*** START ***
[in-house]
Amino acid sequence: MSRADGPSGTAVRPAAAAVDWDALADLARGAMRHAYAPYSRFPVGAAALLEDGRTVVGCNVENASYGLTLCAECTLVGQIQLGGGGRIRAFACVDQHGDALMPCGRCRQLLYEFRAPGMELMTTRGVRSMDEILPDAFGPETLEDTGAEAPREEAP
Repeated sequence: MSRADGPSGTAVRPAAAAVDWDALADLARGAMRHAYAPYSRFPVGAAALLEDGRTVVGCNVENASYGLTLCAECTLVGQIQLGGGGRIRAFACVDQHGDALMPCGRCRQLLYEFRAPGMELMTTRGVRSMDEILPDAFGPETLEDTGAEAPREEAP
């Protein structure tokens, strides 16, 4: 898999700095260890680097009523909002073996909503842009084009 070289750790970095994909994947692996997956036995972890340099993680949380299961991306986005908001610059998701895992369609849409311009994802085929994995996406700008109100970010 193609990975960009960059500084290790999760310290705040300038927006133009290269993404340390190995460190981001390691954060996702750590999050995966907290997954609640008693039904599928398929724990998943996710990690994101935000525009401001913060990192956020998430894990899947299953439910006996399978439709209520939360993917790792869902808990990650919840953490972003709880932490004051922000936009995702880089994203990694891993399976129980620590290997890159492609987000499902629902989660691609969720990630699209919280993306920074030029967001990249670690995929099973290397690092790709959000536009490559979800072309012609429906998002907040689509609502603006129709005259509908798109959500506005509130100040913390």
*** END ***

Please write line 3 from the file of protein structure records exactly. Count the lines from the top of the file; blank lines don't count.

Repeated sequence: MSRADGPSGTAVRPAAAAVDWDALADLARGAMRHAYAPYSRFPVGAAALLEDGRTVVGCNVENASYGLTLCAECTLVGQIQLGGGGRIRAFACVDQHGDALMPCGRCRQLLYEFRAPGMELMTTRGVRSMDEILPDAFGPETLEDTGAEAPREEAP